If one were to say but few words, though ones with meaning, one would do better than to say many that were only empty sounds, and just as easy to utter as they were of little use”.
Vincent van Gogh. From the letter to Theo van Gogh. Amsterdam, 3 April 1878
“Truly life is a fight, and one must defend oneself and resist and make plans and calculations with a cheerful and alert mind in order to make it through and get ahead. It becomes no easier the further one gets in life, and it has been rightly said:
Does the road go uphill then all the way?
‘Yes to the very end’
And will the journey take all day long?
‘From morn till night, my friend.’
But by fighting the difficulties in which one finds oneself, an inner strength develops from within our heart, which improves in life’s fight (one matures in the storm), if we always endeavour to keep that heart out of which are the issues of life, good and simple and rich toward God, to restore that and make it thus more and more, and to bear in mind the words that we must have a good conscience before God and before people”.
Vincent van Gogh. From the letter to Theo van Gogh. Amsterdam, 30 October 1877
“Had rather a lot of work today, a great many trifling matters – but they’re my duty – if one had no sense of duty, who would be able to collect his thoughts at all, but a sense of duty sanctifies things and joins them together, and turns many small things into one large one”.
Vincent van Gogh. From the letter to Theo van Gogh. Dordrecht, 26 Feb. 1877
Recently I read letters of Vincent van Gogh to his brother Theo van Gogh. In these letters, anyone can find many interesting and useful thoughts. For example, you can observe how Van Gogh decided to became an artist, and how he was moving towards that goal. It was not easy for him to carry out his chosen path. He had to face and overcome obstacles and resistance from the inside and the outside. However, he was able to stay committed to his calling, even in very difficult circumstances.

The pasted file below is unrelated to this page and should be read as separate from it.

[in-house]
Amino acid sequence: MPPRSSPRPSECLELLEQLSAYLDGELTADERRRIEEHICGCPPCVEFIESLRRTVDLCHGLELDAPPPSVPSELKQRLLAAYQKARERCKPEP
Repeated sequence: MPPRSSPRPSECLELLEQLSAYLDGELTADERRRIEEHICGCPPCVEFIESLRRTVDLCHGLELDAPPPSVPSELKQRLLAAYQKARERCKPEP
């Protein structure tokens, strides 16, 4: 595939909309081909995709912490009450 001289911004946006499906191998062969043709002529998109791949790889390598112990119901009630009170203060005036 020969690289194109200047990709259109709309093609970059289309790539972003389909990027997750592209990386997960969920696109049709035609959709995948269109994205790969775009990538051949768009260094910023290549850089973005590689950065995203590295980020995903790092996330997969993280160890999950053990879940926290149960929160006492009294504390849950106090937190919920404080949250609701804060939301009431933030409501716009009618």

I think each artist will be able to find something special and close to him or her in these letters. Some of Van Gogh's thoughts, which I want to share, are close to me. Sometimes his remarks reflect something that I have experienced. It seams that, any creative person, at some point faces similar challenges and feelings that Vincent Van Gogh had.
Colorado Springs, July, 2012
Does everybody speak English? Should everybody know the English language? I don’t think so! That’s why it is so strange to hear when Americans discuss that in some countries around the world not many people speak English. It is even more weird to see that they get kind of surprised by that. I feel that this is so ignorant and rude in terms of getting surprised that a few people can speak English in countries where they have their own language. Why does that surprise Americans?
I think that many of them unconsciously, without realizing that, think that English comes with some cultural background and brings civilization. I think Americans need to be more humble about that because they are deceived that they have a lot of things that they can distribute to other cultures. Definitely there are some very good aspects of American culture that other cultures can use for their own benefit, but every other culture has something unique and special that can benefit others.
It is very simple; people around the world do not speak English because they have their own language! If they are going to learn English, they will do that for their own benefit but not to live up to “American Empire” expectations.